I’m not expert when it comes to hip-hop, but I often like the brazen and defiant nature of the lyrics. The sexist, homophobic, bragging about money quality puts me off, but I have selected some favourites that aren’t 50 Cent or Odd Futures, therefore, they fall into the former (cleverer) category. Enjoy part one:
You can now find the next batch of Winston Churchill quote posters in my online shop. These have proved to be really popular, so I am now selling them in a range of sizes to suit all framing needs!
So, who’s next? Lincoln? Kennedy? Please leave requests in the comments.
I’m not sure where I heard this first, but according to Google the phrase was used in Bad Boys 2 (which was good, but not as good as the first). These posters will be finished and sold through my shop at some point soon!
Ginger from The Wildhearts recently posted some Winston Churchill quotes on his Twitter page ( @Gingernyc ) and I thought they might make interesting posters. You can purchase the results through my Society6 shop, and the Urban Outfitters print shop have picked up one. You can also buy more of my older designs through the wonderful Number 83 in Westbourne, Bournemouth.
I’m not sure if this is a poster, or an info graphic, but it was inspired by my wife’s love of Jersey shore. If you’ve seen the episode you will know tha this was a non-argument that could have gone back and forth between Snooki and Angelina infinitely.
I feel sorry for people under 30, as they will not have experienced many of these things. The immediacy of the internet is fantastic, and it has helped me a great deal in my career, but I really miss waiting for things.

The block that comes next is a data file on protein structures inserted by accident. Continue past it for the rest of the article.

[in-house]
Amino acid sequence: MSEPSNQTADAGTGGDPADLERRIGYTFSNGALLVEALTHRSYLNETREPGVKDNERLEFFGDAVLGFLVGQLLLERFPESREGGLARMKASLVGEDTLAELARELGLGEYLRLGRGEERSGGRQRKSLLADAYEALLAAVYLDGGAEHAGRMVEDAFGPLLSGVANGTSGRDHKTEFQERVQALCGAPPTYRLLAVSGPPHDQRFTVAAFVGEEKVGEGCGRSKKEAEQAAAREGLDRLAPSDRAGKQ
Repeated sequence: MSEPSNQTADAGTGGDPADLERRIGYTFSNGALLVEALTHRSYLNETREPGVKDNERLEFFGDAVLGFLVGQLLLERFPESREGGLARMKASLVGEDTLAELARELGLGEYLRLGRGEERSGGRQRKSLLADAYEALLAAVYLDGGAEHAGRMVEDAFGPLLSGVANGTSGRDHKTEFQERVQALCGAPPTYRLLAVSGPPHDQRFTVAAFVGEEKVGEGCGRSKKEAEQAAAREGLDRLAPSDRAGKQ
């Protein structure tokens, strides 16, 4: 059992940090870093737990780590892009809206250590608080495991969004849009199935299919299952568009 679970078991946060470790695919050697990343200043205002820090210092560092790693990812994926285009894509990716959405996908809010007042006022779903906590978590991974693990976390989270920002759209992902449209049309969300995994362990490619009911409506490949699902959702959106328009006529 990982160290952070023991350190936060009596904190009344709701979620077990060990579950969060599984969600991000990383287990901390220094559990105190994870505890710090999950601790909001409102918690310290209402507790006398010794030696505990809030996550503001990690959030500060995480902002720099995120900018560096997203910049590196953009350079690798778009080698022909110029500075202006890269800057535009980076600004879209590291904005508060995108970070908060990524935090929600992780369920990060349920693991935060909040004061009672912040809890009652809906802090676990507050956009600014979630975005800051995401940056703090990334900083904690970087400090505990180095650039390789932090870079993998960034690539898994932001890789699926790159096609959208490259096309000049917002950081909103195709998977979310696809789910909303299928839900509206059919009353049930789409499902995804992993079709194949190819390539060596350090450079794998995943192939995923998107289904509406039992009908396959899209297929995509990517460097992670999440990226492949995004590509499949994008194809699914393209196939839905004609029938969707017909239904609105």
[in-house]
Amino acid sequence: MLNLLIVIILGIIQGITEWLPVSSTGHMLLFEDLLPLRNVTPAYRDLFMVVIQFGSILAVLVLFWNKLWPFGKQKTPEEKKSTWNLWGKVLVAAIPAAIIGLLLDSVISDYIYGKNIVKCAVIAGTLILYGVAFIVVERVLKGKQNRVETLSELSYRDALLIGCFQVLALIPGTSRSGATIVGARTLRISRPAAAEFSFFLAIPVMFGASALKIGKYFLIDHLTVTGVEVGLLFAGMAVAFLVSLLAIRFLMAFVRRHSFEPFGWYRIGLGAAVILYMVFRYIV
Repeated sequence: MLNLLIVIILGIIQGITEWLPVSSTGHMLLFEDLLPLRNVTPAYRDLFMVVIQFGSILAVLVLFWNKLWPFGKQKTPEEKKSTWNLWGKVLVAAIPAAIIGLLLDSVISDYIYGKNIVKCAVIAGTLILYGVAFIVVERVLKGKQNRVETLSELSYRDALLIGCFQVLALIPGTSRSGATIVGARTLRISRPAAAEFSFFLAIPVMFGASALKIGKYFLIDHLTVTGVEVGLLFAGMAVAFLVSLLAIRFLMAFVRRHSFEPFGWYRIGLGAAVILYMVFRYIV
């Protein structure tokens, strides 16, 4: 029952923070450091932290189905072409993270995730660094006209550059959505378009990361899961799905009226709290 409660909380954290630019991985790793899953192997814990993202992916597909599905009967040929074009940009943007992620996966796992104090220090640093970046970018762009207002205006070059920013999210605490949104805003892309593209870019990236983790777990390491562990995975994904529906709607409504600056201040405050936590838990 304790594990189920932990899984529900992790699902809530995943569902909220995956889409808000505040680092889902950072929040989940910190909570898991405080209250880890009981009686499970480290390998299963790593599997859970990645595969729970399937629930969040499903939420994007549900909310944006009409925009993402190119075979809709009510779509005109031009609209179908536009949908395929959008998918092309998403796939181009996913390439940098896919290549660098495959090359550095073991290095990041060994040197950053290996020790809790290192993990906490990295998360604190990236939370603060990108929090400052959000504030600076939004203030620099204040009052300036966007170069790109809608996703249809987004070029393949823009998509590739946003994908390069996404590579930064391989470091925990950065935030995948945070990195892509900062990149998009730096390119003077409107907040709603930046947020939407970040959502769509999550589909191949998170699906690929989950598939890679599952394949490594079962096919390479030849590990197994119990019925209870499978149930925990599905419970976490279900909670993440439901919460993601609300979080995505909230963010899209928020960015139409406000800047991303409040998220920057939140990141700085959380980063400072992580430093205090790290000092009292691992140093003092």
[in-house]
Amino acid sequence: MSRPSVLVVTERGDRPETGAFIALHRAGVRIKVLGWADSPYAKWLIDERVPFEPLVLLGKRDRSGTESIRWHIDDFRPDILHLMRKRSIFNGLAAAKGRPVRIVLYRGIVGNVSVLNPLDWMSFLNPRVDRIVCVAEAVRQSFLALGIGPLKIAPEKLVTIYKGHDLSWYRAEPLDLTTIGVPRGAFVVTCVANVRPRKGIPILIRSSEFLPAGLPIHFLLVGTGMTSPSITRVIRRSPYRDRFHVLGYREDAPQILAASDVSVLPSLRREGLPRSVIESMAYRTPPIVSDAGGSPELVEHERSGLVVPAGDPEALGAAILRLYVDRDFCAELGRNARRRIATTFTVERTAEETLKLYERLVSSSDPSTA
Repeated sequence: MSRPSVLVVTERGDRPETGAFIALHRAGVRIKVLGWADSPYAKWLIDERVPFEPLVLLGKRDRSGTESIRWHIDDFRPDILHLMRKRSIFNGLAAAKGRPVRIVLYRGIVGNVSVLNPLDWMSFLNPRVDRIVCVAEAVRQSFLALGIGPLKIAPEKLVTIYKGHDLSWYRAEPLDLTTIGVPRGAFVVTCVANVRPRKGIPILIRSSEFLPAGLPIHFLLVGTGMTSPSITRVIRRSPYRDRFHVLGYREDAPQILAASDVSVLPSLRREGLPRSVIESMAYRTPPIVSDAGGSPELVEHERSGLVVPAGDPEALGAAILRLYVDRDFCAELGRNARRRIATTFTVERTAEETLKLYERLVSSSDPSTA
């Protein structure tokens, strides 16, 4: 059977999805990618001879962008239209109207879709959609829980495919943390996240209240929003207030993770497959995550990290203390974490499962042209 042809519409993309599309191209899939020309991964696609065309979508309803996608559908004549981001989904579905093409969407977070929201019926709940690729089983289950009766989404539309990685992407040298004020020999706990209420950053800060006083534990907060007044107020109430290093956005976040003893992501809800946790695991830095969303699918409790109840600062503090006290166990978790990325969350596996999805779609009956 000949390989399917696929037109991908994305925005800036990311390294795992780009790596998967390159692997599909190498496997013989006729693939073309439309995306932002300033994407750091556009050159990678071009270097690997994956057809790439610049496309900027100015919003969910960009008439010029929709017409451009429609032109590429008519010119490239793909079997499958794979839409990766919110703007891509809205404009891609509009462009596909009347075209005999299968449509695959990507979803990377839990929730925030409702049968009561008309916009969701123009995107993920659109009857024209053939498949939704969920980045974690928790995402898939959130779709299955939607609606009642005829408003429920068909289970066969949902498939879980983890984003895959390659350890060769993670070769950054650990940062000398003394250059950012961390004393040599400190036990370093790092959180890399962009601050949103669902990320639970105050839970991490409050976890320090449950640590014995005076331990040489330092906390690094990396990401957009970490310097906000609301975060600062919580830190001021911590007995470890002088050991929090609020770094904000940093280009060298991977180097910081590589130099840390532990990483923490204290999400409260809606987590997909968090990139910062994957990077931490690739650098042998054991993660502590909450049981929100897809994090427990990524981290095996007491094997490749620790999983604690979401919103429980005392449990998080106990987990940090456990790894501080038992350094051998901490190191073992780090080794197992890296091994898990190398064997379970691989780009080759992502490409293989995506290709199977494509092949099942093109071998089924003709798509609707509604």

Last week an artist I am fond of announced their new record; within a two days it was on the internet – it’s not released for another two months. When I first bought albums I went with friends to a local (independent!) record shop and afterwards we listened to our purchases as a group. Now most records leak long before their release date many fans experience new music for the first time alone in their bedrooms. This is sad and isn’t how something as amazing as music should be first encountered.
When Pearl Jam released Vitology I went to a shop at midnight to hear it for the first time and then went home with my brand new vinyl and listened to it again. This is one of the most memorable nights of my life, not least for the fact I saw an ambulance crash into a pedestrian barrier and spill the contents from the back onto the road, including the empty bed.
Waiting for the product does not only enhance expectations, but it also makes you want to like it. I don’t believe albums downloaded from the internet (legitimately or otherwise) are greeted with the same excitement as a record that you have queued for three hours to get your hands on. There was a ritual; the waiting and the expectations, handing over your money to a real person and then placing the new shiny disk on your stereo. After all of the build up the fan was going to listen to the album in its entirety at least twice before making a judgment. There was no listening to 30-second samples, or skipping from track to track.